You’ve probably never thought what happens when the guy cleaning your motorbike drops paint everywhere. But nine years ago, that’s just what happened to Devin Reynolds while he was working a day job cleaning and making hot rods.
Lacquer splashed on metal that hadn’t been ground smooth and suddenly Reynolds saw a world of vivid, shining surfaces and holographic depths. The art he’s been creating since out of heat and metal is now up on the walls of Fulcrum Gallery, luring those who see it into its shifting shadows.
It’s a basic chemistry of reactions. Reynolds starts with a flat aluminum rectangle, into which he grinds shapes, patterns, designs. Then he splashes on lacquer or ink and watches the medium swirl its own path. Occasionally, he’ll light the whole thing on fire, etching the chemical pattern deeper into the metal with flame.
“I can draw with paints, or with the grinder,” Reynolds explains of his process.
The result is stunning. Many of the works scream with the kind of metallic greens and blues you’d expect on a hot rod, or maybe a New Age acrylic at a street fair. Some are as subtle as a sumi-e (ink painting), with the same flowing unpredictability. “The Pipe” captures a giant Hawaiian wave as it curls, the cobalt and aqua splashing into space like Hokusai’s famous woodblock tsunami print. “Drain” has planetary rings of iridescent orange and vermillion that shift eerily across the metal’s surface as you walk by; “Yellow Ruin” backs mysteriously shifting dark shadows with complicated thickets of golden-green light, like a forest made of luminescence instead of leaves.
Amid the single works are groups of four – two smaller rectangles set just in front of two larger, teasing the eye’s perspective. The cold-gray “Smolder” is virtually unpainted, with flame-painted swirls floating across ground tendril etchings like a singed river flowing through smoke.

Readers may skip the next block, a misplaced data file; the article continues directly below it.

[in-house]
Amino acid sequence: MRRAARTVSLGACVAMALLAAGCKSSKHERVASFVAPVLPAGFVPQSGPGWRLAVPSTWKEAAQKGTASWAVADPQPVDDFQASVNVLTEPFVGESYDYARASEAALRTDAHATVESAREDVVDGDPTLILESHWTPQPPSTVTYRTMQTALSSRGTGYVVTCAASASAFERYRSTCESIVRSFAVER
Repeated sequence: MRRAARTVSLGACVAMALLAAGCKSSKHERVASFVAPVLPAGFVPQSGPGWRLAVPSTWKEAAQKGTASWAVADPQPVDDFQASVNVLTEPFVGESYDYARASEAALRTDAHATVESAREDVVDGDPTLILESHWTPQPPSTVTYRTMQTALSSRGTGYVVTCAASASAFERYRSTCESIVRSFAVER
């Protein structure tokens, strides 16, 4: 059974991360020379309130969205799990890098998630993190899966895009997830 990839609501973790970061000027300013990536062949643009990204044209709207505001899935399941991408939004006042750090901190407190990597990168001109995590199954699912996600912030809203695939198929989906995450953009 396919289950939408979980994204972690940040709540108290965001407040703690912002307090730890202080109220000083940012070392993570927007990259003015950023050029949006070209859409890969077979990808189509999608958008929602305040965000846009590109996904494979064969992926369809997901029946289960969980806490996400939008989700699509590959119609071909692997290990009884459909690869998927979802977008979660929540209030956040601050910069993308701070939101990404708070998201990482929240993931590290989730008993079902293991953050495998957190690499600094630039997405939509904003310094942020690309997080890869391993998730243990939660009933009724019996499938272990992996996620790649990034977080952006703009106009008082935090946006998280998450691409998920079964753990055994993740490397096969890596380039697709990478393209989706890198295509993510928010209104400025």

“In a Drop” makes vibrant use of the motor-paint’s high sheen: an oil-spill smear of metal dives through neon-green into a splash of concentric textured circles. Others are still as a tropical lagoon, violent as a thunderstorm, resplendent as a purple-and-hot-pink cosmos, with gold blurs floating like nebulae.
Perhaps the most fascinating thing this medium does is offer you illusions. When the paint layers onto the ground patterns at just the right angle it creates a three-dimensional holographic image that plays on the wall, like the snaking chains hovering at the back of “Blue Ruin” – enough to make you walk around the metal plate to see what’s behind it.
It’s obvious that even after nine years of exploration Reynolds is only at the beginning of discovering what this combination of ink, metal and heat can do – and how, like encaustics and other hot media, how the material forges its own artistic direction.
Reynolds sums it up: “It surprises me every time I do a piece.”
What: Caustic Compositions – New Work by Devin Reynolds
Where: Fulcrum Gallery, 1308 Martin Luther King Jr. Way, Tacoma
When: noon-6 p.m. Wednesdays and Fridays and by appointment through Feb. 15
Cost: freethenewstribune.com blog.thenewstribune.com/arts